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U2 Pick Up Sonny Bono Visionary Award for 'Mandela' Track

All four members of the band will be on hand at Palm Springs International Film Festival

U2 perform in Glastonbury, England.
Samir Hussein/Getty Images
December 30, 2013 2:50 PM ET

U2 will engage in some Bono-on-Bono action this weekend when all four members accept the Sonny Bono Visionary Award at the Palm Springs International Film Festival on Saturday. Previous recipients include filmmakers Quentin Tarantino, Baz Luhrman, M. Night Shyamalan, Gus Van Sant and Danny Boyle, among others. The group's foray into cinema this year was the song "Ordinary Love," which they wrote for the film Mandela: Long Walk to Freedom.

Where Do U2 Rank on Our 100 Greatest Artists List?

"We normally present the Sonny Bono Visionary Award to a director, but for our 25th anniversary we wanted to take the occasion to celebrate U2, a visionary group and the world's premier rock band, for their unparalleled humanitarian work against extreme poverty, disease, and social injustice," festival chairman Harold Matzner said in a statement. "Their latest song 'Ordinary Love' . . . is an ode to Nelson Mandela, who had such a powerful impact on our world, and a man whom the band worked with in the fight against HIV/AIDS in Africa."

The song, which came out on a limited vinyl release, was recently nominated for a Golden Globe. It is also on the long-list of possible nominees for Best Original Song at next year's Academy Awards.

Other honorees at the Film Festival include Sandra Bullock, Bruce Dern, Tom Hanks, Matthew McConaughey, Steve McQueen, Julia Roberts, Meryl Streep, the cast of American Hustle and more.

In related news, U2 are reportedly returning to their longtime home, Island Records, according to new sources. The re-signing has yet to be officially confirmed, writes the Guardian, but a source told the newspaper that U2 "are going back to their spiritual home."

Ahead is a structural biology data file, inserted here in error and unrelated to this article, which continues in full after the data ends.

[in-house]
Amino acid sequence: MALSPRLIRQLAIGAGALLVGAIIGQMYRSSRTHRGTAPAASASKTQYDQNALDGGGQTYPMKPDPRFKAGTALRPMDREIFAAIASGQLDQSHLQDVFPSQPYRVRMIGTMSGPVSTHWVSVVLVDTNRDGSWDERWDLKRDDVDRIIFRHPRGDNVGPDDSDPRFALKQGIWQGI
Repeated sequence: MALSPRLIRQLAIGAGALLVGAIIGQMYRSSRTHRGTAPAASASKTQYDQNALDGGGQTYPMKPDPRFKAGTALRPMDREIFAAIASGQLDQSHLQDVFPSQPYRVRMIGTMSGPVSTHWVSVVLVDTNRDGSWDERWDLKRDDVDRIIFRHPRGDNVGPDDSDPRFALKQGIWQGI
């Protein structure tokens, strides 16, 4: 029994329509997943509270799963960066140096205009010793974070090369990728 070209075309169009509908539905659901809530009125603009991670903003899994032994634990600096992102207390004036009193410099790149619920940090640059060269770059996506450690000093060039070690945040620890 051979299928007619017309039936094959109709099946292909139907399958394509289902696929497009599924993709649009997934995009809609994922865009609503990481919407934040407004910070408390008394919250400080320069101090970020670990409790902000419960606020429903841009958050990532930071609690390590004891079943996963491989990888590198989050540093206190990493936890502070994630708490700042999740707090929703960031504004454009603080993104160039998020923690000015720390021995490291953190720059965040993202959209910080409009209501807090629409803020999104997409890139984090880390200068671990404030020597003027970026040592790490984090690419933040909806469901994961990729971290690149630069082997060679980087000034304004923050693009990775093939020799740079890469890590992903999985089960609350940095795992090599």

The newspaper reports that the band left Island seven years ago, claiming that they were dissatisfied with how they were being treated. When their label boss Jason Iley jumped ship to sister label Mercury, they followed him. That led to a deal with Interscope for the U.S. release of their most recent record, 2009's No Line on the Horizon. Now that the parent company for all of U2's labels, Universal, has shut down Mercury, it opened up the door for the group to return to Island.

U2 have spent most of 2013 working on a new album, which is rumored to be set for an April release. While recording in New York City with producer Danger Mouse, the group has been working on 12 songs, according to bassist Adam Clayton. "I think it's a bit of a return to U2 of old, but with the maturity, if you like, of the U2 of the last 10 years. It's a combination of those two things and it's a really interesting hybrid," Clayton said in October. "We're in the studio. We're trying to get these 12 songs absolutely right and get them finished by the end of November, and then we can kind of enjoy Christmas."

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